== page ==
While in the past, traditional Schuldschein market participants were mainly public sector entities and unrated investment-grade German companies as borrowers, with regional German banks acting as arrangers and investors, now, these parties are diversifying substantially. Borrowers nowadays come from all lines of industries from the small- to mid-market companies with a good credit standing, to well-known companies. The group of investors on the other hand mostly consist of insurance undertakings, industry pension schemes and pension funds. Besides that, investment funds and Pfandbrief banks (banks issuing covered bonds), traditional savings banks and commercial banks play a tremendous role as investors. Regarding these institutional investors, SSDs are highly attractive mid- to long-term investments due to the favourable treatment afforded to them under German and international accounting regulations, and also their concise and flexible documentation.
Geographically, both borrowers and lenders are now increasingly located outside of Germany in spite of the governing law for Schuldscheine being German law. As Schuldscheine are widely regarded as a suitable quasi capital markets instrument to tap the capital markets (in particular, for first time borrowers/issuers), the pool of non-German Schuldschein arrangers is growing year after year, and these arrangers bring a raft of domestic clients to the market. The SSD is establishing itself as an important new development in the debt markets and has become a frequently used alternative to syndicated loans and bonds issues. After initially spreading to Austria and Switzerland, Schuldscheine have now gained popularity in countries including France, Benelux and Scandinavia as well as CEE. The Nordic region is now particularly ascendant for Schuldscheine due to a combination of relatively poor public debt market conditions and willingness of institutional investors to gain exposure to credit-worthy Nordic companies.
Geographical distribution of SSD transactions in 2018
The next geographical expansion for Schuldscheine may be to the Mediterranean states of Italy, Spain and Portugal, now that perceived country risk associated with these jurisdictions is less acute. From Italy, significant transactions last year involved two Italian household names, while from Spain, a major utility made a strong debut issuance in 2016 and is set to return to the market this year. Now US and Asian lenders have started targeting Schuldscheine as a new growth market, meaning Schuldscheine opportunities are now truly global.
The types of Schuldscheine borrower are also moving beyond their traditional base. Though originally designed for and used by large listed corporates with pre-existing debt issuance programmes, smaller private entities are now utilising Schuldscheine to take advantage of their low transaction costs where entry barriers to the public capital markets are too high. This trend is beneficial for both borrowers seeking a diversified creditor pool and investors looking for higher yields, but investors should ensure appropriate diligence procedures are in place to verify that companies turning to the covenant-light Schuldschein is not a proxy for financial difficulties9.
Proportion of SME v large cap SSD transactions (in no. of transactions)
Retention of German law
Despite the product's internationalisation, most market participants still opt to govern Schuldschein contracts with German law, which they are free to do even if neither the borrower nor arranging bank have their corporate seat in Germany. Though by no means mandatory, choosing German law provides contracting parties with relative certainty as to how disputes would be settled in court, due to the body of established jurisprudence and understanding of the product in Germany. Parties also have comfort that Schuldscheine are not typically considered securities under German securities law, alleviating the burden of having to produce a Prospectus Regulation-compliant offering document among other things. Finally, parties can utilise standardised Schuldschein documentation which has been developed by the Loan Market Association.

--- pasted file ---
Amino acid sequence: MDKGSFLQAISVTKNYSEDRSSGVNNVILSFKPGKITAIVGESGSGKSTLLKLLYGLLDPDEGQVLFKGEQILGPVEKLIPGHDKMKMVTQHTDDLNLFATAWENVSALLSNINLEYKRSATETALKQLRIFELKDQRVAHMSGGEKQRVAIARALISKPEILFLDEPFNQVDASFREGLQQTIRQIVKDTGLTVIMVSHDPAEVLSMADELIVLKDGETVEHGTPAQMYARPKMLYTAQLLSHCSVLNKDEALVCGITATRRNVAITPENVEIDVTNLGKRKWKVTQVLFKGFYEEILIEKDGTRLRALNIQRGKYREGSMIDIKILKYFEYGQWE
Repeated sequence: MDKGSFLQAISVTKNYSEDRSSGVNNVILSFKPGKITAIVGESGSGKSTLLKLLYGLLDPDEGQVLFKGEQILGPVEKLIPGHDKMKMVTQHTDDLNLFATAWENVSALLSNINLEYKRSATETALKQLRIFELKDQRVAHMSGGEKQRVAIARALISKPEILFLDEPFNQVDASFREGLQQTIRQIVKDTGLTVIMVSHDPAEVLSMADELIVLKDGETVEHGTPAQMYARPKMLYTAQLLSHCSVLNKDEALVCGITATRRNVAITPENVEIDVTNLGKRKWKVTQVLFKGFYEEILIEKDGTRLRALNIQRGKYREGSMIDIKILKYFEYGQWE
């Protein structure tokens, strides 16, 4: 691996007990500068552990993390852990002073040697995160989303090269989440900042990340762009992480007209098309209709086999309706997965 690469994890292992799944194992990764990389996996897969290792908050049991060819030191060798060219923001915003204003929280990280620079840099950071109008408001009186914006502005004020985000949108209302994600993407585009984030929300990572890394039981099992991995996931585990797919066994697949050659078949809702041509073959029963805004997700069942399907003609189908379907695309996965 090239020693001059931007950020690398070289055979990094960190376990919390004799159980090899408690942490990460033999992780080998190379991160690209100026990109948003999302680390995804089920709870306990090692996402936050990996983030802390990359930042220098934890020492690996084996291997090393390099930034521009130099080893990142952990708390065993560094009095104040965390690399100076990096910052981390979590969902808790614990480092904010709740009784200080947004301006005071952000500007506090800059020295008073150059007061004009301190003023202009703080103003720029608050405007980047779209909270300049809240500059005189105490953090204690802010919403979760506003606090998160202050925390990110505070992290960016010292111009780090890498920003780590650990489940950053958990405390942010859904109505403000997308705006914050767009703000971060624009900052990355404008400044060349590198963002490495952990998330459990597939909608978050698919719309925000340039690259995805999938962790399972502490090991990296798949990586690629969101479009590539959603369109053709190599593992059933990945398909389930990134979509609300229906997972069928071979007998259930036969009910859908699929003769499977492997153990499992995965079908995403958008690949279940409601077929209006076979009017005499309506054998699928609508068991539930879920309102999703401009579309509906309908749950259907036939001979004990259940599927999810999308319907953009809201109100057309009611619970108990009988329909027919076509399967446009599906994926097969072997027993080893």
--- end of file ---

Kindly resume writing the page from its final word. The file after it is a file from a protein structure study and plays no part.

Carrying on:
If market participants opt to govern their Schuldscheine with the laws of 'untested' jurisdictions, aside from having less certainty as to the outcome of disputes, they must also consider possible regulatory requirements for issuing Schuldscheine in the relevant jurisdiction. Though Schuldscheine are not considered securities under the German securities regime, their classification and any regulatory implications in other jurisdictions may vary.
LMA Schuldschein Templates
In light of the growing market and demand for a standard format, a Loan Market Association produced recommended templates for Schuldschein loan agreements (the "LMA Schuldschein Documents") which aim to represent a reasonable and balanced position for the interests of both lenders and borrowers.
The LMA Schuldschein Documents, available in both German and English, have been prepared on established typical format of a Schuldschein loan agreement and serve as a useful starting point for preparing contract documentation. There are currently two Schuldschein documents available on the Loan Market Association's website, one with, and one without, an integrated (downstream) guarantee and each may be used to create a stand-alone contract. Regardless of the language, the LMA Schuldschein Documents are governed by German law. It is important to note that, though the documents themselves are relatively short in nature and are underpinned by German civil law provisions.
New directions – digital and sustainable Schuldscheine
In addition to the advantages listed above, a real sweetener of the product is its propensity for innovative applications, which is turbocharging the product's popularity.
Digital payments platforms and blockchain